- Work as a specialist doctor with in-demand skills
- Requires dedication, you'll go through lengthy training and have demanding work patterns
- Excellent progression routes to highly paid, senior roles
Anaesthetists are fully-qualified specialist doctors who administer anaesthetics for surgery.
They are the largest group of hospital-based specialists and give anaesthetics for surgical, medical and psychiatric procedures.
They facilitate pain-free childbirth, resuscitate acutely unwell patients, run chronic pain services and lead intensive care units.
You will be involved in the preparation, induction and maintenance of, and recovery from anaesthesia. This could involve:
- Preparing patients for surgery by explaining any risks or side effects
- Giving anaesthetics to patients
- Observing and monitoring patients during surgery
- Resuscitating and stabilising patients in the emergency department
- Relieving pain during childbirth
- Easing pain after an operation
- Managing acute and chronic pain
- Helping psychiatric patients receiving electric shock therapy
- You may also give anaesthetics to patients having operations outside the operating theatre, such as radiology and radiotherapy, and in dental surgeries.
It’s your responsibility to care for a patient for the duration of their operation. Being prepared for the unexpected can be exciting but also challenging at times.
You'll normally work long hours including nights and weekends, and you'll be part of an out-of-hours rota system. You'll work in consulting rooms, wards, operating theatres and special units like accident and emergency in the NHS.
You'll need to have good thinking and reasoning skills, have excellent attention to detail, and work well under pressure.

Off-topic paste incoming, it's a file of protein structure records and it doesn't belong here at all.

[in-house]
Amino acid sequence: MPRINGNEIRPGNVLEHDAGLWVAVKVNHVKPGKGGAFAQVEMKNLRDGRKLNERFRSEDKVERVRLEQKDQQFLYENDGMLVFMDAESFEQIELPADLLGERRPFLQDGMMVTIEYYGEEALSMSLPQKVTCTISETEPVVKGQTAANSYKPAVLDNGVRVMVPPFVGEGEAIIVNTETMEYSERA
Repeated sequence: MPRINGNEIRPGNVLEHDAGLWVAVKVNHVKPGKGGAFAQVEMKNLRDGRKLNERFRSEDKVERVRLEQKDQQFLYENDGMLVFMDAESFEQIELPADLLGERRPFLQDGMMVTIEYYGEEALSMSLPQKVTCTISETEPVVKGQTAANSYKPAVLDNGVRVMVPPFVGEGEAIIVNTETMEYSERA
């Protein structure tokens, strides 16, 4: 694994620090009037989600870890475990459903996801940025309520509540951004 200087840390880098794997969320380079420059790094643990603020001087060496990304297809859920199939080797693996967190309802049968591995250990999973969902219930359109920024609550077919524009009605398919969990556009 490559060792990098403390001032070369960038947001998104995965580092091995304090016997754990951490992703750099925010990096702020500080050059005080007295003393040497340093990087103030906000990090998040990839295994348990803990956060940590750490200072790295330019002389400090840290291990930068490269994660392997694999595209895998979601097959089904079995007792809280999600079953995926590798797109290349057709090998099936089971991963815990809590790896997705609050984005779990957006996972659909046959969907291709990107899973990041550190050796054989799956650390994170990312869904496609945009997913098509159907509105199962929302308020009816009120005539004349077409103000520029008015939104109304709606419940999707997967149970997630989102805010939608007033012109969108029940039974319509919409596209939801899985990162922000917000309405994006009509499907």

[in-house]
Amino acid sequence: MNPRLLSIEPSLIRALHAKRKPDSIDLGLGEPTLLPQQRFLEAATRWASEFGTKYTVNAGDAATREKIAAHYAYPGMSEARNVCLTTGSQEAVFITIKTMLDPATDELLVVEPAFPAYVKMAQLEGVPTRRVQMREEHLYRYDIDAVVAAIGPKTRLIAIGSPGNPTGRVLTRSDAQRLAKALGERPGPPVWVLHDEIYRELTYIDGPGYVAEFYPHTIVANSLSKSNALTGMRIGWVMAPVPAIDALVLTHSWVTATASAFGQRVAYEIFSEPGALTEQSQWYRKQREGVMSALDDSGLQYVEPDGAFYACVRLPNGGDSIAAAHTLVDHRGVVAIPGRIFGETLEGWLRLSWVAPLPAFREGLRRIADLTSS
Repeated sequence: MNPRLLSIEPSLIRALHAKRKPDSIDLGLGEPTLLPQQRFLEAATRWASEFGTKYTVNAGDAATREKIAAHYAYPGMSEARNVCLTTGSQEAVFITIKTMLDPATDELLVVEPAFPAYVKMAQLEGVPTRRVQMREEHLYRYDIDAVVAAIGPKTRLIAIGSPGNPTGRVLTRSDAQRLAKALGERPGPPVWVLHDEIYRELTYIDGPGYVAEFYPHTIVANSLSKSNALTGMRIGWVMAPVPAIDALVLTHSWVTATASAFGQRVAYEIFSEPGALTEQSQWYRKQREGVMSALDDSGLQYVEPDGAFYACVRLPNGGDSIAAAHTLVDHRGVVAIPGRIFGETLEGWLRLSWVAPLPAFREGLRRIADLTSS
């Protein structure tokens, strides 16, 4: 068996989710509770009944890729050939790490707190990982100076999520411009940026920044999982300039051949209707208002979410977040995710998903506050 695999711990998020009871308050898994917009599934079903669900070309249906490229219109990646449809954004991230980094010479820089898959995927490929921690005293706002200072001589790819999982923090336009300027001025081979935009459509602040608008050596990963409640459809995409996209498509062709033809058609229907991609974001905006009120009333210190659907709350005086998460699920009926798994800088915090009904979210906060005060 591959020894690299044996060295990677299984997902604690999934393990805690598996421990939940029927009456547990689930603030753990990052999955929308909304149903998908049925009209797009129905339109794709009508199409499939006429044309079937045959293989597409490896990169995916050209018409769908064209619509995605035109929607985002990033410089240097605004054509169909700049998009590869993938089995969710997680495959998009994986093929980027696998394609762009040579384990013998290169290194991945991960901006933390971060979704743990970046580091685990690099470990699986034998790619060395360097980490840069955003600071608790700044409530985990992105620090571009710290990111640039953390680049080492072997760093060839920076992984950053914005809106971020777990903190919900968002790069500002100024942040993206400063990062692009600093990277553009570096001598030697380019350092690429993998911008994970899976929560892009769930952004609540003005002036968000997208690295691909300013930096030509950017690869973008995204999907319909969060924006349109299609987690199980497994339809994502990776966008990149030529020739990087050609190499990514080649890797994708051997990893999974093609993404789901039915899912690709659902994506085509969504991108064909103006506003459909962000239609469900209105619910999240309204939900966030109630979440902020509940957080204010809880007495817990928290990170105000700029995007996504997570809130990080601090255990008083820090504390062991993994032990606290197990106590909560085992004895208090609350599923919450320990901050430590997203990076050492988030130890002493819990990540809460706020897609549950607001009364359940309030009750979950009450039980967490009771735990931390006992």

To become an anaesthetist you'll need to complete a 5-year degree in medicine recognised by the General Medical Council, then a 2-year foundation programme of general training, followed by up to 8 years of specialist training.
You may be able to join a 6-year degree course in medicine if you have no A levels or equivalent qualifications in science. This includes a one-year pre-medical foundation year.
If you already have an upper second class or first class science degree, you could take a 4-year graduate entry route into medicine. Some universities will also accept non-science graduates.
When you apply for a course in medicine, you could be asked to take the University Clinical Aptitude Test (UKCAT) or BioMedical Admissions Test (BMAT) to check your suitability for a career in medicine.
There's a lot of competition for places on medical degrees and most university admissions departments will be looking for people who have done some relevant paid or voluntary experience.
Entry requirements for medical degrees are very specific and you will normally be expected to have:
At least 5 GCSEs at grades 9 to 4 (A* to C), including English, maths and a science, 3 A levels at grade A in chemistry and either biology, physics or maths, plus another academic subject
You'll also need to pass an enhanced background check as you'll be working in a healthcare setting with vulnerable people.
You may find opportunities to work in the private sector. With experience you might lead or manage departments. With experience and entry on the General Medical Council (GMC) Specialist Register, you could apply for senior (or consultant) roles.
You could also teach medical students, postgraduate doctors in training, nurses, midwives and paramedics.